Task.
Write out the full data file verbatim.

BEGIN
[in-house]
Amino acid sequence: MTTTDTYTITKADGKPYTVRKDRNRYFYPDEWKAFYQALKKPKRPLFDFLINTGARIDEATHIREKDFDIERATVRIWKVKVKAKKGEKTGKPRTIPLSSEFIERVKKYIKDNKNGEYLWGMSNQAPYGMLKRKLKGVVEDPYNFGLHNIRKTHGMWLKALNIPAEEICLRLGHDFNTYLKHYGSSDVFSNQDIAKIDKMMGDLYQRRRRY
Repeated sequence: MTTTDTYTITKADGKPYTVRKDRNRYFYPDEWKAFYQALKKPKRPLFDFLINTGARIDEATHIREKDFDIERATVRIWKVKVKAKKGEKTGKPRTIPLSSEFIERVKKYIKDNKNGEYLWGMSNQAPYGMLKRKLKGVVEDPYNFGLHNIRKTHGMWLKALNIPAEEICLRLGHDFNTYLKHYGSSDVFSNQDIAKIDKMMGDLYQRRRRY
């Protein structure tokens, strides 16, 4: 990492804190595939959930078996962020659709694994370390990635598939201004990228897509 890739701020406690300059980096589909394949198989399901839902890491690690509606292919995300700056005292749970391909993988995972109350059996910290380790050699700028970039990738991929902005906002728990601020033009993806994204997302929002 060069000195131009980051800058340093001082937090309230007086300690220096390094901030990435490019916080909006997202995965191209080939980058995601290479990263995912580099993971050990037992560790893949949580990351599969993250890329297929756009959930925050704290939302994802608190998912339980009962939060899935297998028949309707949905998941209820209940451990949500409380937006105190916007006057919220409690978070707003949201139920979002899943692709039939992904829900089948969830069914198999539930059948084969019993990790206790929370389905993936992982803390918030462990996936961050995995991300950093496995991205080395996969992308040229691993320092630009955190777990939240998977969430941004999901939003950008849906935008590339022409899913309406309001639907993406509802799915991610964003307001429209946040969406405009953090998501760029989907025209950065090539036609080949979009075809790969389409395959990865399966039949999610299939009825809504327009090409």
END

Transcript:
[in-house]
Amino acid sequence: MTTTDTYTITKADGKPYTVRKDRNRYFYPDEWKAFYQALKKPKRPLFDFLINTGARIDEATHIREKDFDIERATVRIWKVKVKAKKGEKTGKPRTIPLSSEFIERVKKYIKDNKNGEYLWGMSNQAPYGMLKRKLKGVVEDPYNFGLHNIRKTHGMWLKALNIPAEEICLRLGHDFNTYLKHYGSSDVFSNQDIAKIDKMMGDLYQRRRRY
Repeated sequence: MTTTDTYTITKADGKPYTVRKDRNRYFYPDEWKAFYQALKKPKRPLFDFLINTGARIDEATHIREKDFDIERATVRIWKVKVKAKKGEKTGKPRTIPLSSEFIERVKKYIKDNKNGEYLWGMSNQAPYGMLKRKLKGVVEDPYNFGLHNIRKTHGMWLKALNIPAEEICLRLGHDFNTYLKHYGSSDVFSNQDIAKIDKMMGDLYQRRRRY
């Protein structure tokens, strides 16, 4: 990492804190595939959930078996962020659709694994370390990635598939201004990228897509 890739701020406690300059980096589909394949198989399901839902890491690690509606292919995300700056005292749970391909993988995972109350059996910290380790050699700028970039990738991929902005906002728990601020033009993806994204997302929002 060069000195131009980051800058340093001082937090309230007086300690220096390094901030990435490019916080909006997202995965191209080939980058995601290479990263995912580099993971050990037992560790893949949580990351599969993250890329297929756009959930925050704290939302994802608190998912339980009962939060899935297998028949309707949905998941209820209940451990949500409380937006105190916007006057919220409690978070707003949201139920979002899943692709039939992904829900089948969830069914198999539930059948084969019993990790206790929370389905993936992982803390918030462990996936961050995995991300950093496995991205080395996969992308040229691993320092630009955190777990939240998977969430941004999901939003950008849906935008590339022409899913309406309001639907993406509802799915991610964003307001429209946040969406405009953090998501760029989907025209950065090539036609080949979009075809790969389409395959990865399966039949999610299939009825809504327009090409």